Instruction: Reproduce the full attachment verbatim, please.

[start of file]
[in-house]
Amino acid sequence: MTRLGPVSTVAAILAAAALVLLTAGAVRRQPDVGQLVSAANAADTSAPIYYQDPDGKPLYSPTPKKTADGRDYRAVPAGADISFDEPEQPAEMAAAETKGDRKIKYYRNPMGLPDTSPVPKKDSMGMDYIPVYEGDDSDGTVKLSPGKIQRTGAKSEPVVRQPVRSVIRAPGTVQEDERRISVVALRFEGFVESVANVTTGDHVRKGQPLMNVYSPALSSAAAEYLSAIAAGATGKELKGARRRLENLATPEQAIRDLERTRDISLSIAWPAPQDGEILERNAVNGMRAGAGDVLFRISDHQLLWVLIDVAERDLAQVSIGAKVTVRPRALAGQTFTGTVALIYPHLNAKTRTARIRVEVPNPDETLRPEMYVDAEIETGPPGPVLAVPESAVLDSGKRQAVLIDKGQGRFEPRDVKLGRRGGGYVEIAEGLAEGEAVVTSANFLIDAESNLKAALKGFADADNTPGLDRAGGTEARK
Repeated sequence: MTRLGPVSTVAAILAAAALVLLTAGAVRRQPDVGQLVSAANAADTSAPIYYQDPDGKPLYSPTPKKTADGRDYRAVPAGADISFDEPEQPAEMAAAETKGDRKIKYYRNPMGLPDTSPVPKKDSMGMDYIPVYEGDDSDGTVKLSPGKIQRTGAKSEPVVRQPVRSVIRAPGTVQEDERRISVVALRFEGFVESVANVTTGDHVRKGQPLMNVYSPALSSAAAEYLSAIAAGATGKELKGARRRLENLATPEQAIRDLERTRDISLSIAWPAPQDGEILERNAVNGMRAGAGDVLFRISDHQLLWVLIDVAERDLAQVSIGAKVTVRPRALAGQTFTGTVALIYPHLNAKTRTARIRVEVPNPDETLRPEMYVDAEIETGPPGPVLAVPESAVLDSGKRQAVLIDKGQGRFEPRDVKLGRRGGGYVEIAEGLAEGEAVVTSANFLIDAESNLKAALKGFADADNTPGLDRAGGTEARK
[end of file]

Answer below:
[in-house]
Amino acid sequence: MTRLGPVSTVAAILAAAALVLLTAGAVRRQPDVGQLVSAANAADTSAPIYYQDPDGKPLYSPTPKKTADGRDYRAVPAGADISFDEPEQPAEMAAAETKGDRKIKYYRNPMGLPDTSPVPKKDSMGMDYIPVYEGDDSDGTVKLSPGKIQRTGAKSEPVVRQPVRSVIRAPGTVQEDERRISVVALRFEGFVESVANVTTGDHVRKGQPLMNVYSPALSSAAAEYLSAIAAGATGKELKGARRRLENLATPEQAIRDLERTRDISLSIAWPAPQDGEILERNAVNGMRAGAGDVLFRISDHQLLWVLIDVAERDLAQVSIGAKVTVRPRALAGQTFTGTVALIYPHLNAKTRTARIRVEVPNPDETLRPEMYVDAEIETGPPGPVLAVPESAVLDSGKRQAVLIDKGQGRFEPRDVKLGRRGGGYVEIAEGLAEGEAVVTSANFLIDAESNLKAALKGFADADNTPGLDRAGGTEARK
Repeated sequence: MTRLGPVSTVAAILAAAALVLLTAGAVRRQPDVGQLVSAANAADTSAPIYYQDPDGKPLYSPTPKKTADGRDYRAVPAGADISFDEPEQPAEMAAAETKGDRKIKYYRNPMGLPDTSPVPKKDSMGMDYIPVYEGDDSDGTVKLSPGKIQRTGAKSEPVVRQPVRSVIRAPGTVQEDERRISVVALRFEGFVESVANVTTGDHVRKGQPLMNVYSPALSSAAAEYLSAIAAGATGKELKGARRRLENLATPEQAIRDLERTRDISLSIAWPAPQDGEILERNAVNGMRAGAGDVLFRISDHQLLWVLIDVAERDLAQVSIGAKVTVRPRALAGQTFTGTVALIYPHLNAKTRTARIRVEVPNPDETLRPEMYVDAEIETGPPGPVLAVPESAVLDSGKRQAVLIDKGQGRFEPRDVKLGRRGGGYVEIAEGLAEGEAVVTSANFLIDAESNLKAALKGFADADNTPGLDRAGGTEARK